In a recent op-ed in the Washington Post, GOP stalwart and the author of two books on the Reagan presidency, Craig Shirley wrote: “Wall Street is too fearsome and corrupt for anyone’s good. We should find a way to create 50 Wall Streets, so that money can stay in the states and corruption can be kept to a minimum and law enforcement to a maximum.”

What Shirely, Martens and a growing army of problem solving Americans are talking about is public banking.

Public “partnership” banks use public funds to capitalize a bank which assists community banks to get affordable credit into the economy, for economic development and jobs creation – and grow their profits and market share.

The profits of the public bank come back to the state, city or county that charters the bank as non-tax revenue for the general fund.

And a public bank can underwrite municipal bonds, at substantially reduced interest and debt service borne by taxpayers.

As of today only one state, North Dakota has its own bank. Over the past decade the Bank of North Dakota (BND) has generated an average of $30 million a year in non tax revenue for the state and its people, and has a current commercial loan portfolio of more than $2.9 billion invested in the state’s economy through its community banks  — in a state with a population no larger than some suburban Philadelphia counties.
The bank is run by civil servants on civil servants’ salaries – no bonuses or commissions as incentive to speculate or take undue risk. The bank is overseen by a board whose members are all bankers. It is publicly audited.

The BND has been instrumental in supporting perhaps the strongest banking industry in the nation: not one failure as the economy collapsed, and more than double the national average of bank offices per capita.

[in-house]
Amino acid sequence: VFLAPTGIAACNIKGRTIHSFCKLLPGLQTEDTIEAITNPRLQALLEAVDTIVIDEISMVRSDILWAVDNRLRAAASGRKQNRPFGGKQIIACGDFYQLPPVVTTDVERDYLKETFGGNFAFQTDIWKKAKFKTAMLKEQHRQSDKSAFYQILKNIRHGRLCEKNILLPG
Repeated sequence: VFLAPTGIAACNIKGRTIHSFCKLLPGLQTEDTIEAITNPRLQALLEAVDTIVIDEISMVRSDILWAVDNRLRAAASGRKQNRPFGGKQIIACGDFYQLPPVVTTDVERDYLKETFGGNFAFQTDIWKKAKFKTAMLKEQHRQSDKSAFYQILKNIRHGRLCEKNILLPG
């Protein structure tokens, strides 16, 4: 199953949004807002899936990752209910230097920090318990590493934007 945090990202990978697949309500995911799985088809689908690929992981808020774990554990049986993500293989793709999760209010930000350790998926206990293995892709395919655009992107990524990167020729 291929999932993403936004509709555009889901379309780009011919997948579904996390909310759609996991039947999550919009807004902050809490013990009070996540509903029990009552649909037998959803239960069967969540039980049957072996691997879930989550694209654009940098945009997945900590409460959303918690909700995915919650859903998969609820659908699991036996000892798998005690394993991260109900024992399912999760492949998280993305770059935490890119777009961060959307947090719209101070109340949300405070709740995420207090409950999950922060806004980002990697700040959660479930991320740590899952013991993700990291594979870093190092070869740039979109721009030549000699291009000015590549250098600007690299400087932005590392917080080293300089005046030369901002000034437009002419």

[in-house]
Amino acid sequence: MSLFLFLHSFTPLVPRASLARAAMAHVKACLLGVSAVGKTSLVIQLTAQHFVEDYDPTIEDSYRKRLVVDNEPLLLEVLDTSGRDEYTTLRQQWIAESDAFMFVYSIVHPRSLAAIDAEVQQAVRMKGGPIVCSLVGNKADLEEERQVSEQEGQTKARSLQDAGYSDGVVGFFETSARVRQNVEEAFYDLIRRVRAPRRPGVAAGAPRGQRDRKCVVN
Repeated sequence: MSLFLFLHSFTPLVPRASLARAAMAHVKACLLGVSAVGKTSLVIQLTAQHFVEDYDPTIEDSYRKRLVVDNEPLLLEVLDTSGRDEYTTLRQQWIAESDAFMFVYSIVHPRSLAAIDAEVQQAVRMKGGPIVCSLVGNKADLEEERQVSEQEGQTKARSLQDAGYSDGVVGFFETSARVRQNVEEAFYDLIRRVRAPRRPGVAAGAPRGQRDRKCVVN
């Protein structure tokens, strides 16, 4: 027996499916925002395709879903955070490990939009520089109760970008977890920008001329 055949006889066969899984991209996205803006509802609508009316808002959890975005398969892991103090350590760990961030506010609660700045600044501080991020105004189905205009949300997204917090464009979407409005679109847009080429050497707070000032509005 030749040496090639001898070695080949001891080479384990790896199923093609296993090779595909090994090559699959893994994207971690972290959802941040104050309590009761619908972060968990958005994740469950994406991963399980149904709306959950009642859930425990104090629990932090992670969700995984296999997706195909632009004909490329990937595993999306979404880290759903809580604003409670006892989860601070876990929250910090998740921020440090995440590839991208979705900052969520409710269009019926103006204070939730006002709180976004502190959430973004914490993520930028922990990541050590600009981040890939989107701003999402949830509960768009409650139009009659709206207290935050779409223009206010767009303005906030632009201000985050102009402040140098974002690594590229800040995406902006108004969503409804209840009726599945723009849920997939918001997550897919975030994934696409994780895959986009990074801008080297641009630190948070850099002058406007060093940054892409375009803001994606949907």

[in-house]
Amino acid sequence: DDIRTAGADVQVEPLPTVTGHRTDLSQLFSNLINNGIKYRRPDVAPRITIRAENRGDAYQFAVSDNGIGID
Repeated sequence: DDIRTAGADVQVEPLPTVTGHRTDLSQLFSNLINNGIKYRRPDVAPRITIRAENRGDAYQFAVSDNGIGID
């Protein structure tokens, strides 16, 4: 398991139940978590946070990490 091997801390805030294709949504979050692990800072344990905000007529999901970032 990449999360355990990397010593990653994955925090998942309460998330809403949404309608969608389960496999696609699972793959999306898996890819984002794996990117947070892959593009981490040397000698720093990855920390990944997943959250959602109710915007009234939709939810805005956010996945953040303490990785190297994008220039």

The Center for State Innovation concludes: “The extra leveraging ability that the state bank provides through participation loans, the increase in municipal deposits from letters of credit, and the other supports that a state bank can provide as a ‘banker’s bank’ are all critical in helping to strengthen small and/or young banks.”

In a recent conference call with other bank CEOs around the nation, the CEO of one small North Dakota bank had this to say: “When the crash hit, the BND never blinked and kept the credit flowing.” The CEO of a large, regional North Dakota bank said this: “With the support of the BND, we can go toe-to-toe with the big boys.”

Community banks in North Dakota are taking back market share from Wall Street, while in most of the nation they continue to lose market share.

Twenty states and an increasing number of municipalities are considering creation of public banks. A national network of public banks, providing locally generated credit for locally directed economic development and jobs creation is the long overdue alternative to a dangerously concentrated and dysfunctional banking system and the distorted markets it has produced.

Friday, January 11, 2013

Public banks and unions

Public Banks: helping workers by helping people.

By Mike Krauss